So you'd think I'd have fired myself up, hit the bricks and ferreted out a new job, any job, within a few days. Instead, I stewed with self-hate even as I updated my résumé, signed up for online job seeking sites, send out halfhearted queries to a handful of magazine editors (with zero response) and generally gave it the ol' college try. I put the word out on Facebook that I was looking for the next challenge, and got dozens of thumbs-up and plenty of go-get-'em optimism. I was thankful to have so many friends looking after me, but at the same time, at age 54 and staring at a huge, smoking hole of professional doubt, I couldn't shake the feeling — no doubt stoked by what my good friend Todd calls "the snake" — that it was all lip service, and moving forward was, in the end, all up to me. I couldn't count on people, because they really don't care. A few folks from church said they'd help any way they could, but how? They've got their own problems, right? They're busy! And as for the hundreds of contacts I had through my old job, many of them just dropped out of sight, moved on. After all I'd done for them! I thought they cared about me!
What a venal and self-absorbed chump I was becoming. And I'd only been out of work a few weeks, for God's sake.
Snap out of it, man!
So fought the negativity with trips to the gym, hikes in the mountains, rounds of golf with my buddies, fireside chats with Todd and other friends, and puttering around the house. I did my best to engage with my bride, our two teenage daughters. I babysat my year-old grandson, which couldn't help but lift the fog of self-doubt.
I kept busy. And it all worked to a point. But then comes 3 a.m. again, and the snake coils around my heart in the darkness, telling me I'm no good. A few weeks ago, that darkness nearly swallowed me whole as I awoke in tears, feeling close to suicidal. I was an abject failure. My wife awoke and talked me through it. Then, the very next night, as Todd and I attended a Lutheran Men in Mission visioning weekend in Chicago, he listened to my tale of woe yet again and laid on me his simple wisdom, born of his years in recovery: "One day at a time. One good thing at a time. You're a good man and God loves you. No matter what you do, he won't leave you."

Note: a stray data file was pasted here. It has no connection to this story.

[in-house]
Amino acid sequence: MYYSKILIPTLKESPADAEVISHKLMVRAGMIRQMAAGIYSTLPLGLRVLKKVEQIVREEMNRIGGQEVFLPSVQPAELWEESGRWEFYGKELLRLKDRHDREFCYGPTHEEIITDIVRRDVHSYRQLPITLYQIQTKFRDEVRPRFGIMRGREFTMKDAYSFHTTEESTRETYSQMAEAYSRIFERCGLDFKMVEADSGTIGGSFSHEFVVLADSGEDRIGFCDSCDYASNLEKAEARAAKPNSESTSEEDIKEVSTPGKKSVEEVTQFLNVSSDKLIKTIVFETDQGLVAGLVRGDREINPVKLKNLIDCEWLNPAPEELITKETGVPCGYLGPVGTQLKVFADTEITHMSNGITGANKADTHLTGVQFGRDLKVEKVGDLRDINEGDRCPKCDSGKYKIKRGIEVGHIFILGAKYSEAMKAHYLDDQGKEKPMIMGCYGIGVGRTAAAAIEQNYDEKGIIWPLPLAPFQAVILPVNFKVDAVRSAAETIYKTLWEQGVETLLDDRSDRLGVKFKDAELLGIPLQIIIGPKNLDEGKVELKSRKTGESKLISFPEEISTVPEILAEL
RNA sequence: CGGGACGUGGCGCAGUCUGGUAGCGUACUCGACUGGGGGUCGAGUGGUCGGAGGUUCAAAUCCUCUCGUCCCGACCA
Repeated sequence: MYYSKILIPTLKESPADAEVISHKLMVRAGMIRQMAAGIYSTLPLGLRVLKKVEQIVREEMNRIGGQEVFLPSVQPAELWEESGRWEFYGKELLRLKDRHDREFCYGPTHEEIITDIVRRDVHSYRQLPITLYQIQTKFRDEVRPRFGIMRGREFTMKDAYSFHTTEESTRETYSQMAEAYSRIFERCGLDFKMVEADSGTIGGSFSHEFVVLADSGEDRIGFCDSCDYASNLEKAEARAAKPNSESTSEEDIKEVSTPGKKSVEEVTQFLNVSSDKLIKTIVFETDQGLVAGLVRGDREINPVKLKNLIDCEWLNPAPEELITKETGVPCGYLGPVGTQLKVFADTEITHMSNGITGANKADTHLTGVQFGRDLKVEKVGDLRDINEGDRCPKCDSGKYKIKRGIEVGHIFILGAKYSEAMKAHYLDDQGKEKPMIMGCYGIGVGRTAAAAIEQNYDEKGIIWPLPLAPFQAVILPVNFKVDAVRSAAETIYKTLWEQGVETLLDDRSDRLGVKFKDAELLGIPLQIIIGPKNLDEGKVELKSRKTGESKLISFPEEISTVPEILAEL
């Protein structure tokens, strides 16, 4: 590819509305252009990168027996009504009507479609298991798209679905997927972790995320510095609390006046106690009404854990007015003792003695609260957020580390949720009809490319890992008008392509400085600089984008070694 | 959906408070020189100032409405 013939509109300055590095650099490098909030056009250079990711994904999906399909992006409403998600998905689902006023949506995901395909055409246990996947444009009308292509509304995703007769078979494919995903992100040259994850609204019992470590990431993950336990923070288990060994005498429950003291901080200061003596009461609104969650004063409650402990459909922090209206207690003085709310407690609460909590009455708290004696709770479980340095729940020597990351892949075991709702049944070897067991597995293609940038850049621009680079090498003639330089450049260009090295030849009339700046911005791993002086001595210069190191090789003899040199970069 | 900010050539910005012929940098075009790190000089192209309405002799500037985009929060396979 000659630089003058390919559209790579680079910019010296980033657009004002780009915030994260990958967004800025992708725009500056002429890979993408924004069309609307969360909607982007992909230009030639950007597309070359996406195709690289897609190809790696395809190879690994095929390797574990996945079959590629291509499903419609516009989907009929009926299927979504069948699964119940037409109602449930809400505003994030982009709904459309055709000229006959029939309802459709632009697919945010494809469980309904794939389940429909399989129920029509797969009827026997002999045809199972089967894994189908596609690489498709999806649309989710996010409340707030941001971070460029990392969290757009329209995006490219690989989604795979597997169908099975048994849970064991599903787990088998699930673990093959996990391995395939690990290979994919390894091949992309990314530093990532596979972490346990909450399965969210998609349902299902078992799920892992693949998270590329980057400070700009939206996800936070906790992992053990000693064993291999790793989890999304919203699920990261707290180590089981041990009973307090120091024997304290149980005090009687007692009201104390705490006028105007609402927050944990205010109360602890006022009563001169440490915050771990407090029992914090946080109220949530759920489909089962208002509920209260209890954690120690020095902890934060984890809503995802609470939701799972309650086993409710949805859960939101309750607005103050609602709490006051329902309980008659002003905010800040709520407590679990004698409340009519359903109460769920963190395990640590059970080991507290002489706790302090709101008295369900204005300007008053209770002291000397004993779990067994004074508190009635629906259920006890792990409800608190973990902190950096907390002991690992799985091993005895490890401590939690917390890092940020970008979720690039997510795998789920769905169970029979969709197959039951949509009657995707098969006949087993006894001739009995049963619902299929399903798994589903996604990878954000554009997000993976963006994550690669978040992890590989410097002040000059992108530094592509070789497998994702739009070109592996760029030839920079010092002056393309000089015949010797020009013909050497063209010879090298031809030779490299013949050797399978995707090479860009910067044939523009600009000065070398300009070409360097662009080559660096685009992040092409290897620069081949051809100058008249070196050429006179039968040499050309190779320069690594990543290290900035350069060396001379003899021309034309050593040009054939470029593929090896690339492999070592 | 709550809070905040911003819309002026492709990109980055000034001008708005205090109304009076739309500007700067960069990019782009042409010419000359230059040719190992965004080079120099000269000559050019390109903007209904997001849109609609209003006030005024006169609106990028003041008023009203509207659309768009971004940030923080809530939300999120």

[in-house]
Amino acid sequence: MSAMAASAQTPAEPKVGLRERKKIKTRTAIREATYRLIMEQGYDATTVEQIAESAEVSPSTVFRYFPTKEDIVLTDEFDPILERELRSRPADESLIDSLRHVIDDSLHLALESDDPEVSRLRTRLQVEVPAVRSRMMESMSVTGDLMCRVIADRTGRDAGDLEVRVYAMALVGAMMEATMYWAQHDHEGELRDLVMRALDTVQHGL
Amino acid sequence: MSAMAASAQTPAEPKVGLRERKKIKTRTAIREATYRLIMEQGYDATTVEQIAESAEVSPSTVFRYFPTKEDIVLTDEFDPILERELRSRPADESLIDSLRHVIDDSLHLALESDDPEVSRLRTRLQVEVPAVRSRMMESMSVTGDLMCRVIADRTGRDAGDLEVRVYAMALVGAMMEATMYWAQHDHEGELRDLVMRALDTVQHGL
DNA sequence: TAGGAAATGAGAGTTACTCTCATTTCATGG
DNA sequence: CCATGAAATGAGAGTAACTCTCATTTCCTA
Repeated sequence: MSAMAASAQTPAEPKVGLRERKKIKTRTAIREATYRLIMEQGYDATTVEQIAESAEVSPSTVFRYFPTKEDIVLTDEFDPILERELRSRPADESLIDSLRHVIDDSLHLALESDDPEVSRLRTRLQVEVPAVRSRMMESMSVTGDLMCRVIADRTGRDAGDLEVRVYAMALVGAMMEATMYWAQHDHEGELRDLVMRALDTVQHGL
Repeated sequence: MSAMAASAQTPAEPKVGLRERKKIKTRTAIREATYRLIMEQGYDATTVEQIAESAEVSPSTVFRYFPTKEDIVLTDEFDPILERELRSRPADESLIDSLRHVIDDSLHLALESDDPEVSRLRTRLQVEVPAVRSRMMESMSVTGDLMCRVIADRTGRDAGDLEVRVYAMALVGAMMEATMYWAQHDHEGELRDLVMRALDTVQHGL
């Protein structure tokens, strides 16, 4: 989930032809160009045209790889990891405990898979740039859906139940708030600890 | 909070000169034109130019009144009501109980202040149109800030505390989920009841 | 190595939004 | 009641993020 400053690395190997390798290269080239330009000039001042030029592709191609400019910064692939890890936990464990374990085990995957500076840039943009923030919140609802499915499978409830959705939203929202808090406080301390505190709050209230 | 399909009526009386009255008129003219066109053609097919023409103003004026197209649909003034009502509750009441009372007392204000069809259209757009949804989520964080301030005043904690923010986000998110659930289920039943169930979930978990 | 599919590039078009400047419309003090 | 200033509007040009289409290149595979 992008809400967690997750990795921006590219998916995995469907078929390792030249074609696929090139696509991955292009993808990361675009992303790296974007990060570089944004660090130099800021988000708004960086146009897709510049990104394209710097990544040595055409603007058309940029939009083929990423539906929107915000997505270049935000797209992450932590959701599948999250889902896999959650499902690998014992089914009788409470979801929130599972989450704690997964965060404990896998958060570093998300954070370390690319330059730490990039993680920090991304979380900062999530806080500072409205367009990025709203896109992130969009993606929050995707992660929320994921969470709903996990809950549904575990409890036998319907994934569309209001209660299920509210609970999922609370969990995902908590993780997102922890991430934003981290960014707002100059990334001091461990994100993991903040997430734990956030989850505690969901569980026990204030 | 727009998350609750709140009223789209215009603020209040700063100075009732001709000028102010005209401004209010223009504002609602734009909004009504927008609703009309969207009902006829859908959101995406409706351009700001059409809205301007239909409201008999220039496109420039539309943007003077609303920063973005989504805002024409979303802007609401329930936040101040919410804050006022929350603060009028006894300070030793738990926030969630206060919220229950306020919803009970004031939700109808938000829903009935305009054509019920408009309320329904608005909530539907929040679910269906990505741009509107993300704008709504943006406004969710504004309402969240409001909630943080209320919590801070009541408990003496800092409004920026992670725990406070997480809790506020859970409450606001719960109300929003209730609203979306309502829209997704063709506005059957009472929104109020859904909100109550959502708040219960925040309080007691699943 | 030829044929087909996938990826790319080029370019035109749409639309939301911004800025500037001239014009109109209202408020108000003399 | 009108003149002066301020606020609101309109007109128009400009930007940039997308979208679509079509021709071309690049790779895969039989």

Damn that Todd. He got me again, pulled me back from the brink, and set me up for a productive weekend with a bunch of fellow Lutheran seekers, guys who didn't really care what I did for a living, only that I lived alongside them, in grace, and that, indeed, God was working through them. He didn't need my résumé to accept me. He knew my name before I was born.
I find myself thinking of that verse at the very center of the Bible, Psalm 118:8.
"It is better to take refuge in the Lord than to trust in man."
Indeed. I believe that. But I also believe that God works his grace through man. Through my fellow men. That's our true job as Christians, to love each other and get past the earthly bounds of job and career and station and see each other for who we are in His eyes, right?
Yeah, I'm going with that.
So, here I am, still out of work, but not entirely. I'm up and running as a consultant for a local non-profit here in Reno, my hometown — I feel myself drawn to the non-profit world these days — and working on some freelance writing projects. And I'm feeling better, though the snake still lurks.
I'm a dude, and I abide in Jesus. Perhaps I'll put that on my résumé.
Vic Williams attends Lutheran Church of the Good Shepherd in Reno, Nevada, with his wife and two daughters.